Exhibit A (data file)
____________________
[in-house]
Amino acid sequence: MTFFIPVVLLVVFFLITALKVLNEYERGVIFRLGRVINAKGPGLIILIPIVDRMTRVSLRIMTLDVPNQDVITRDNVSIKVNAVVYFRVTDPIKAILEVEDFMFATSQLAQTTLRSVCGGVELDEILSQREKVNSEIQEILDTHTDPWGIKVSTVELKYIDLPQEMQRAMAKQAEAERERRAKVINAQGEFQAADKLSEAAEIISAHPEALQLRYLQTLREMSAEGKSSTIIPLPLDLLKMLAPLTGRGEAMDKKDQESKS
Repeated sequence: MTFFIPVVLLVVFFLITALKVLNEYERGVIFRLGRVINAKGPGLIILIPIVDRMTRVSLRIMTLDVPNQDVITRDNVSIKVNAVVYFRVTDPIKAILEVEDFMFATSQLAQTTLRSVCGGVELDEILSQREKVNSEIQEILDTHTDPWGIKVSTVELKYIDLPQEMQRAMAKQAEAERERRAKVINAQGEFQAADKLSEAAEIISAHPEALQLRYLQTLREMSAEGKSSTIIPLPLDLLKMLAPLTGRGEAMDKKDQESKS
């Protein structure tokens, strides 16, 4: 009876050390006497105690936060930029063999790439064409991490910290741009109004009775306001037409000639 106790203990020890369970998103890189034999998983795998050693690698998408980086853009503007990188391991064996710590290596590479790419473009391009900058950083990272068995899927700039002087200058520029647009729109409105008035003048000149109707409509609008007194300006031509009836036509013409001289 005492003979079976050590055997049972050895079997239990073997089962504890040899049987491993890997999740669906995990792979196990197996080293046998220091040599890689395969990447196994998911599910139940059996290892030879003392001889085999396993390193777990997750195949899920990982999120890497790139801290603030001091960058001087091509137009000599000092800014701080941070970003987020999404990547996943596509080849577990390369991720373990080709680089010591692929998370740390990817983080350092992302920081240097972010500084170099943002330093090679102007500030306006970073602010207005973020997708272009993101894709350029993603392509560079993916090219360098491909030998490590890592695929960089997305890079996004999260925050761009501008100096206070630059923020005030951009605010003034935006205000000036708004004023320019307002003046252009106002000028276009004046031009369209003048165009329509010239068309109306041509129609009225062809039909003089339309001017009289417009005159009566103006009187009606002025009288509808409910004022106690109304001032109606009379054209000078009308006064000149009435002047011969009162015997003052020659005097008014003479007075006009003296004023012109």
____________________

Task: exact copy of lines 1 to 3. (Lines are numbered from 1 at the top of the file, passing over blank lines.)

[in-house]
Amino acid sequence: MTFFIPVVLLVVFFLITALKVLNEYERGVIFRLGRVINAKGPGLIILIPIVDRMTRVSLRIMTLDVPNQDVITRDNVSIKVNAVVYFRVTDPIKAILEVEDFMFATSQLAQTTLRSVCGGVELDEILSQREKVNSEIQEILDTHTDPWGIKVSTVELKYIDLPQEMQRAMAKQAEAERERRAKVINAQGEFQAADKLSEAAEIISAHPEALQLRYLQTLREMSAEGKSSTIIPLPLDLLKMLAPLTGRGEAMDKKDQESKS
Repeated sequence: MTFFIPVVLLVVFFLITALKVLNEYERGVIFRLGRVINAKGPGLIILIPIVDRMTRVSLRIMTLDVPNQDVITRDNVSIKVNAVVYFRVTDPIKAILEVEDFMFATSQLAQTTLRSVCGGVELDEILSQREKVNSEIQEILDTHTDPWGIKVSTVELKYIDLPQEMQRAMAKQAEAERERRAKVINAQGEFQAADKLSEAAEIISAHPEALQLRYLQTLREMSAEGKSSTIIPLPLDLLKMLAPLTGRGEAMDKKDQESKS